6. lol welcome to multiple tank syndrome...it happens so fast! 😝 Even with the pygmy corydoras I personally would prefer to do it in the 10 gallon or bigger tank, becuase they like to be in even bigger groups than the panda or other bigger size cories. And even four fish is a decent amount of waste to manage in a 5 gallon, b/c of you have to feed enough to ensure the cories get enough food "down there". In the five gallon, you could also try shrimp or snail tankmates if you're interested in keeping those. I don't know if this is helpful at all for your space issue, but this video shows you how to make a cheap and sturdy aquarium stand with 2x4s and cinderblocks. I swear I am not "handy" and I managed to do this. I did cut the 2x4's down to the right size for my aquarium because I wasnt making a fishroom rack. Most hardware stores will do the cutting for you, but you'll have to be careful handling the wood unless you have a sander. I tried to make mine pretty by spraypainting the cinderblocks. (this is my 16 gal) There are also other threads on this forum where ppl have shared creative and low-cost alternatives for fish tank stands. Anyway, sorry for blowing up your thread so much! and absolutely not trying to tell you what to do. you seem to be already really knowledgeable and know what you want to do.
  7. It could be a bacterial bloom (best guess not knowing anything else about the tank or water parameters). You may have deduced that already if you've been doing your own research and reading Coop advice articles. You could try adding more stuff in there (substrate, decorations, woods, plants real or fake, rocks, intake filter sponge, etc) - the idea being to create more surface area for your beneficial bacteria to grow on. From what I understand, bacterial blooms resulting in cloudy water happen when other bacteria (which aren't necessarily harmful) outcompete the beneficial bacteria in the water. If it's a quarantine tank and you don't want to fill it with substrate or plants, maybe just try some removable decorations or rocks. Also how long has it been like that? It can take weeks for a bacterial bloom to clear up.
  8. You can always upgrate the kit tank over time. And who knows, his personality may mellow out with time. It may still be worthwhile to eventually upgrade to that 10 gallon, the increased volume will help maintain water quality. You could also try some bottom dwellers in the 10 gallon, which would occupy a different part of the water column than the betta. Some ppl find success with that. You'd want to add the betta, as the more territorial fish, after you add the other inhabitants. And then you'd have the 5 gallon as an available emergency quarantine tank. Good luck! hope his pretty tail heals up quickly!
  9. I think this video from Aquarium Coop explains it too: and prime time aquatics on YouTube also did a fairly deep dive on it.
  10. My partner has been working very hard to raise African Dwarf Frog tadpoles and we’ve finally got a small batch that have developed arms and legs. They’re being moved to a bigger tank that can have hopefully more stable water parameters. anyway they’re just so cool and adorable. We are really excited and wanted to share!
  11. I do think they would lower the pH, so I think you could add them but do so slowly and build them up over time. You could also get a KH test for your aquarium if you dont have one, the higher the KH, the better the water can stabilize against pH swings (that is grossly oversimplified for the level of knowledge/nermdom on this forum 🙃). Glad you're going for the blackwater look! I think that looks amazing with bettas, can't wait to see more pictures as it develops. I don't think so, but if you're worried about messing up your substrate, what I have done is bought the biomedia bag from aquarium coop, filled it with crushed coral, and put that in my hang on back filter or just stuck the bag in the tank. hmm...lots of light probably but that's counterproductive to the flashing problem! lol. I only have experience with duckweed and frogbit and those are really prolific -- would suggest going with the frogbit over the duckweed b/c duckweed is very small and will stick to your arms and seems impossible to get rid of if you change your mind. You can find frogbit online if your local store doesn't sell them.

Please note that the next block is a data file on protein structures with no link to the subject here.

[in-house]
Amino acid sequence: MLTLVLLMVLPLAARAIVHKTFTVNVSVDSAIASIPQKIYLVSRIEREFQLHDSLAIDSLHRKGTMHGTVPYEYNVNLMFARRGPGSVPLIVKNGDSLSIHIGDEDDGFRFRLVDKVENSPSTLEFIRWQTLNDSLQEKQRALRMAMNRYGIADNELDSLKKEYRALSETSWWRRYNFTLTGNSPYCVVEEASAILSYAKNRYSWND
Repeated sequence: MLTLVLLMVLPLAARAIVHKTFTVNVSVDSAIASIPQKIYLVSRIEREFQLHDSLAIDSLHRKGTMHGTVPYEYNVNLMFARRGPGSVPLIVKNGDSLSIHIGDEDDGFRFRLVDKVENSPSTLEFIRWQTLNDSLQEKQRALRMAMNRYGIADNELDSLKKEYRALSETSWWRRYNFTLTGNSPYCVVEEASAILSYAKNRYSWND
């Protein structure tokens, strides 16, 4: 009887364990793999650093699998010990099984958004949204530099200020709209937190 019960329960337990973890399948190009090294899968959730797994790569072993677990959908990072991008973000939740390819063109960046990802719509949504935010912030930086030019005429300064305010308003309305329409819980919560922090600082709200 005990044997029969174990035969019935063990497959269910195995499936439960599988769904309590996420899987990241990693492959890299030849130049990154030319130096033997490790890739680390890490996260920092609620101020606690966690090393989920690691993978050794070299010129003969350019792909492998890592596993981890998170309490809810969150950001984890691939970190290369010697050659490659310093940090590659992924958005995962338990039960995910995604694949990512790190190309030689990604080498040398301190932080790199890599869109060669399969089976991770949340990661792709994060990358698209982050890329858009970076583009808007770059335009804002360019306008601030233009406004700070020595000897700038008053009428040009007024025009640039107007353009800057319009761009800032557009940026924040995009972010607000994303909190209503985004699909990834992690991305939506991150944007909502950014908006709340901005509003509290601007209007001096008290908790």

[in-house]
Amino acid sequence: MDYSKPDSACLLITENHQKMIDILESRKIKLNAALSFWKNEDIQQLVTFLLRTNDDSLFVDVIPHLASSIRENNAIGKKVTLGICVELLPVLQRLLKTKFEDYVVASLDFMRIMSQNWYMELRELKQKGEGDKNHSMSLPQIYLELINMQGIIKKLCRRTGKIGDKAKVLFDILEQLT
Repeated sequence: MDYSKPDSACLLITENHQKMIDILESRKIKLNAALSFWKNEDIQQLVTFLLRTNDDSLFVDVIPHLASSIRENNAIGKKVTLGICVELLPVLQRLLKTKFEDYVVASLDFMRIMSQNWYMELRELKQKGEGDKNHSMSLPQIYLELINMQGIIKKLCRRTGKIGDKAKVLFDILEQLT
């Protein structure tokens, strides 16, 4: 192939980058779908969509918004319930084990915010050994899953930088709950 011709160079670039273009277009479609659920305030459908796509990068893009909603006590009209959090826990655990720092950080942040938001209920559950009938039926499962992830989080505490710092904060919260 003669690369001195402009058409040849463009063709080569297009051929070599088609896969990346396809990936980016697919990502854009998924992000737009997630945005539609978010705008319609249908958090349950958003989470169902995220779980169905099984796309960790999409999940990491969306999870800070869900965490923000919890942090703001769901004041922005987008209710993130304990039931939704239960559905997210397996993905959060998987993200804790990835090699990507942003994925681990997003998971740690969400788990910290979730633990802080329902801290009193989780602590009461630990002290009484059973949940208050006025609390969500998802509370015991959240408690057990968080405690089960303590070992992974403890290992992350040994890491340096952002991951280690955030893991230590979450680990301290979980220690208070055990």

12. This is interesting because I also experienced a pH crash early on in one of my tanks, and another beginner mentioned the same thing. Though people always say that the pH will lower in your tank over time. Some crushed coral substrate can help keep it stable as well. you can do water changes in the meantime to keep up the pH b/c - while bettas naturally come from very low pH waters -- I agree with @James Black that stability is more important. The flaring is a very natural behavior for male bettas, and most betta keepers even keep mirrors and such to have them do it for exercise, but it does sound like he is doing it too much and that is causing stress. You could also try increasing the tannins in the water by adding cattappa (or indian almond leaves), alder cones, or pieces of driftwood - but that may very likely also lower the pH in your water so might be better to wait until that's more stable before doing so. You could also add floating plants to provide some cover - that will also reduce the level of light inside the tank. I don't have a betta currently but I do see glass surfing in new fish - I also do all the things you're doing (and I learned something here that I think will help me with the outside/inside light!) and they calm down in a few weeks. Sounds like you're doing great! Good luck with beautiful Big Mad.
  13. This is amazing! Thank you! I'm going to try this for my puffers, I was only able to get freeze dried black worms for them.
  14. This forum is definitely not helping my willpower not to convert my 10 gal quarantine tank into a betta tank 😝 Welcome! and hi Elmo! Beautiful tank and betta, can't wait to see your other household tanks!
  15. I agree it's possible it could be calcium deficiency specifically and not just hardness in general - you could also add tums every once in a while if you don't do that already. I also get a fair amount of variation of color in my bladder snails (I try to grow them in several tanks for my puffers). I also started getting what I thought were "clear" bladder snails, but they actually turned out to be pond snails. The pond snails have cute little elf ears sticking out of their head instead of the thin antennae that bladder snails have.